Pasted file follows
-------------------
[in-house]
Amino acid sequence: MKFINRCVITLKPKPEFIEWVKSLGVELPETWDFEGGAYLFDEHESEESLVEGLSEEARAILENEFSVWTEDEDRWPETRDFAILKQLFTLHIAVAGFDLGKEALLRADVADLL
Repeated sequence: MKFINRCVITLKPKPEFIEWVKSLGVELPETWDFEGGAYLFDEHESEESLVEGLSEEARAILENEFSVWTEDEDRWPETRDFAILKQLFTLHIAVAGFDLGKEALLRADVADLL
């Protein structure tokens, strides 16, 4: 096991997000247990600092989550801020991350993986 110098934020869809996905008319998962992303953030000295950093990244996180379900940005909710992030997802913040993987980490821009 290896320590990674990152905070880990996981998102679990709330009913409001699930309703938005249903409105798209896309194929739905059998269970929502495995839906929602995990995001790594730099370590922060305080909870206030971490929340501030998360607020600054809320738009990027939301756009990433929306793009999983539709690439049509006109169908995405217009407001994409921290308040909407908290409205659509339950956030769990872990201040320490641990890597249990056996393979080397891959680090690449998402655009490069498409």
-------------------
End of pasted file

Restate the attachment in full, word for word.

[in-house]
Amino acid sequence: MKFINRCVITLKPKPEFIEWVKSLGVELPETWDFEGGAYLFDEHESEESLVEGLSEEARAILENEFSVWTEDEDRWPETRDFAILKQLFTLHIAVAGFDLGKEALLRADVADLL
Repeated sequence: MKFINRCVITLKPKPEFIEWVKSLGVELPETWDFEGGAYLFDEHESEESLVEGLSEEARAILENEFSVWTEDEDRWPETRDFAILKQLFTLHIAVAGFDLGKEALLRADVADLL
């Protein structure tokens, strides 16, 4: 096991997000247990600092989550801020991350993986 110098934020869809996905008319998962992303953030000295950093990244996180379900940005909710992030997802913040993987980490821009 290896320590990674990152905070880990996981998102679990709330009913409001699930309703938005249903409105798209896309194929739905059998269970929502495995839906929602995990995001790594730099370590922060305080909870206030971490929340501030998360607020600054809320738009990027939301756009990433929306793009999983539709690439049509006109169908995405217009407001994409921290308040909407908290409205659509339950956030769990872990201040320490641990890597249990056996393979080397891959680090690449998402655009490069498409």